HC Deb 03 July 1882 vol 271 cc1261-2

asked the First Lord of the Treasury, Whether, considering the atrocious character of the murders now almost daily committed in Ireland, the Government are taking energetic measures, with the large forces at their disposal, to apprehend the murderers, and to prevent the recurrence of these terrible crimes; and, whether, considering that the Protection of Life and Property Act, 1881, is still in force, any use is being made of that Act?


Sir, with respect to the first part of the Question, I have no hesitation in saying—indeed, I think the character of Lord Spencer may be a guarantee for it—that every effort will be made by the Government in the disposal both of their civil and military means for the repression of outrages in Ireland; but it will not be convenient or advantageous that I should enter upon details which would convey information to those for whom it is by no means intended. As to the second part of the Question, the Protection of Person and Property Act is still being enforced. Lord Spencer regards it as an Act proper to be used in cases in which it can be employed advantageously, and upon that principle he will act should a case arise.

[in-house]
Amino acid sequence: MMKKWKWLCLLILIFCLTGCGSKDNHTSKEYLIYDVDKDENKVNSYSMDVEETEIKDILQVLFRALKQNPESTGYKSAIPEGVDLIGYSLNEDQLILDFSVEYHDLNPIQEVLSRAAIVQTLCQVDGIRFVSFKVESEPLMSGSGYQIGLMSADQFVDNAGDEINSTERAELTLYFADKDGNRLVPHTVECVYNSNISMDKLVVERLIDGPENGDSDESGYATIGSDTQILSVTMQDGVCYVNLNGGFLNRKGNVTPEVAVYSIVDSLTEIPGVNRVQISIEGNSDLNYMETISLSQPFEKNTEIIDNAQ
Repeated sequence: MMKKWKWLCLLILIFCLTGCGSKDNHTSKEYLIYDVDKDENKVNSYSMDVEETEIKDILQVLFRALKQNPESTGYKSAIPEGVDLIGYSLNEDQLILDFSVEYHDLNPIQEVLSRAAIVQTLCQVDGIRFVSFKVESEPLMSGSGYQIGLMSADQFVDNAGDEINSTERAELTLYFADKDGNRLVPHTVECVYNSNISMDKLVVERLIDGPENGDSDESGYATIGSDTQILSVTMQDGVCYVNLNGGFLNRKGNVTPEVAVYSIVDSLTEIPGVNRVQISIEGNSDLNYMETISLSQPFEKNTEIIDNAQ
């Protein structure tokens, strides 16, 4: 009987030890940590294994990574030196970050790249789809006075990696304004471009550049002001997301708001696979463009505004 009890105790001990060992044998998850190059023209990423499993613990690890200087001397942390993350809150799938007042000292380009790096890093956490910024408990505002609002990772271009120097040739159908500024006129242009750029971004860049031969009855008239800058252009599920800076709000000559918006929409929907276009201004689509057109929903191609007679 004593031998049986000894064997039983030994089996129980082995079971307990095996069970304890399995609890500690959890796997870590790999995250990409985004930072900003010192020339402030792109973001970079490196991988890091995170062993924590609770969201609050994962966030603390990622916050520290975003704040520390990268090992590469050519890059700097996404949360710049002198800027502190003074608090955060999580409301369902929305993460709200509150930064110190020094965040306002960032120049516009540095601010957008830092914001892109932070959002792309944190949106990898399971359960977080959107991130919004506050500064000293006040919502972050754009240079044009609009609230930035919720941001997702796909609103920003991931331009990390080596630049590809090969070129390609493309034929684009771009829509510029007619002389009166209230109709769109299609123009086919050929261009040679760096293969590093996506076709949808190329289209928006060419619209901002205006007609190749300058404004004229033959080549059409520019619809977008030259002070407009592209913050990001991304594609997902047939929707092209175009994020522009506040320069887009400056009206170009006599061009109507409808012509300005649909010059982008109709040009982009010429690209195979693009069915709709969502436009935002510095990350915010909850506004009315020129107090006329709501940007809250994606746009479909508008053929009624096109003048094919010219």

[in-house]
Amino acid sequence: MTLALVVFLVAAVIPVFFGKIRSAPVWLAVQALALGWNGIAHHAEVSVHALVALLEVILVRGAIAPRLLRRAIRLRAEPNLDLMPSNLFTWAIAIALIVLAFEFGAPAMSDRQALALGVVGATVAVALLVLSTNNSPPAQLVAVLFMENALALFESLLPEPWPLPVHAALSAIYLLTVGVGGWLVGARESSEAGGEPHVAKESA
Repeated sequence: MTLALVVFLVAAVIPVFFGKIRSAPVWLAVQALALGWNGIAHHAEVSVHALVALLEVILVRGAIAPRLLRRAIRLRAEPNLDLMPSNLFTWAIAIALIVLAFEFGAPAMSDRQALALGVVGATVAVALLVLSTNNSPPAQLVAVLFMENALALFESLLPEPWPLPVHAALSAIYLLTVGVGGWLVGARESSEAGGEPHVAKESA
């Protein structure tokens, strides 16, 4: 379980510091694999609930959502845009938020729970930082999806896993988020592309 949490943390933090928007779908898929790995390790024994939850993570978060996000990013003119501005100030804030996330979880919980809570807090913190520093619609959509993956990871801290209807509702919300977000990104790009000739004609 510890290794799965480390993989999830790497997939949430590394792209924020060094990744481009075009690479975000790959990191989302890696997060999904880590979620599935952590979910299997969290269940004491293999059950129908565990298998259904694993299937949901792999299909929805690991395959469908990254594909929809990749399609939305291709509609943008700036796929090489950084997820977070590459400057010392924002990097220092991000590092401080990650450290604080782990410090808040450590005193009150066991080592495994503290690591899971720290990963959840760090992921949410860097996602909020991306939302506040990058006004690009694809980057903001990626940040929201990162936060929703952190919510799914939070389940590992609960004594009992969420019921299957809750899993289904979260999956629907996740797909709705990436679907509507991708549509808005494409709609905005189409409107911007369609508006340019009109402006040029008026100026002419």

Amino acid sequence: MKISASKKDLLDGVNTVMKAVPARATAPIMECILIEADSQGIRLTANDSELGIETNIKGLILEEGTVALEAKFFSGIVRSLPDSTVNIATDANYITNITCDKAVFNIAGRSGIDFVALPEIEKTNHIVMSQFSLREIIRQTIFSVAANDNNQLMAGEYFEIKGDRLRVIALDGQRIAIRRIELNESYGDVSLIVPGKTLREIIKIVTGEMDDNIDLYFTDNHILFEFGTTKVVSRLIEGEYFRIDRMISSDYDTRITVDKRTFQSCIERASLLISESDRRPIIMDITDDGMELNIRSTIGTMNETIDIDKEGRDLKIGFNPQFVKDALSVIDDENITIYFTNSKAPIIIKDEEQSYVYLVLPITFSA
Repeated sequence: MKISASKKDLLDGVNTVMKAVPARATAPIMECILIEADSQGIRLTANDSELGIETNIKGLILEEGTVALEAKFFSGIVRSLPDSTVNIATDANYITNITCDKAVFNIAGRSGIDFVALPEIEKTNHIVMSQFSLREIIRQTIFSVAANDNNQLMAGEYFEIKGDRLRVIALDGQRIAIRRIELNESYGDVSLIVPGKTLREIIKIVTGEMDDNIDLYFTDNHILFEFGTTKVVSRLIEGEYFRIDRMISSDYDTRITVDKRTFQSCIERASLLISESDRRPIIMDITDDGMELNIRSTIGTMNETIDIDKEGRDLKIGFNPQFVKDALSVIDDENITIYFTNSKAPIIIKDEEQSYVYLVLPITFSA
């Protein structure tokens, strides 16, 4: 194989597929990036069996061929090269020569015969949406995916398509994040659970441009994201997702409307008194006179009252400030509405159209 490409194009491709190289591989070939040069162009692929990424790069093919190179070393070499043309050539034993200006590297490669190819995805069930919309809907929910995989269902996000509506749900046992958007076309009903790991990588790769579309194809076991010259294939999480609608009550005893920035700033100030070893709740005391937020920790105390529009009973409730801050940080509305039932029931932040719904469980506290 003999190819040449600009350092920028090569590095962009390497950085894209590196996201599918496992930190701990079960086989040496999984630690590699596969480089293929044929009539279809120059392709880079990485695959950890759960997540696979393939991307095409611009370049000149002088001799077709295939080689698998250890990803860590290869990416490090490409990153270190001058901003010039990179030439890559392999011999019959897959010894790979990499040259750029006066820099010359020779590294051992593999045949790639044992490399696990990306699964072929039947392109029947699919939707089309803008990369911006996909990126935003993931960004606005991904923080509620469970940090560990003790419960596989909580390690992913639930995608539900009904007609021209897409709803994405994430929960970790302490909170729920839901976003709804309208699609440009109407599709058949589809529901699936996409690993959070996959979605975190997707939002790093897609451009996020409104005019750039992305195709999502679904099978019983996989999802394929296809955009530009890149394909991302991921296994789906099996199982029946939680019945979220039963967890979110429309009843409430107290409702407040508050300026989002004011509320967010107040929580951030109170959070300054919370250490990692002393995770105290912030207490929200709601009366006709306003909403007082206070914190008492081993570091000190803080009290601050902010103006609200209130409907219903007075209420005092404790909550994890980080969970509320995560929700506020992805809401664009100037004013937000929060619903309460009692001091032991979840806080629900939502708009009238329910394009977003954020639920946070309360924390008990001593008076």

May I ask the Chief Secretary for Ireland whether any new warrants under that Act have been issued since the resignation of the right hon. Member for Bradford (Mr. W. E. Forster)?


Sir, three of the cases in which warrants have been issued have occurred since the resignation of my right hon. Friend.


May I ask who signed the warrants?


Sir, the warrants were signed in Ireland with my full knowledge. The three warrants referred to were issued in consequence of the outrages which occurred subsequent to the resignation of my right hon. Friend.


I beg to ask my right hon. Friend the Chief Secretary for Ireland, whether he is in a position to give the House any information in reference to the serious disturbance which is reported to have occurred at Listowel on Sunday?


Sir, I am not in possession of much information on the subject, but the last news I received was as late as 4.52 P.M., and I will read what I have to the House—

"Telegram No. 1.—From Colonel Brackenbury to the Chief Secretary.

"Dublin Castle, July 3, 3.25 P.M.

"Serious riot at Listowel yesterday. A constable fired four shots on mob from revolver. No one injured."

"Telegram No. 2.—From same to same.

"No particulars beyond those already sent received as to riot at Listowel."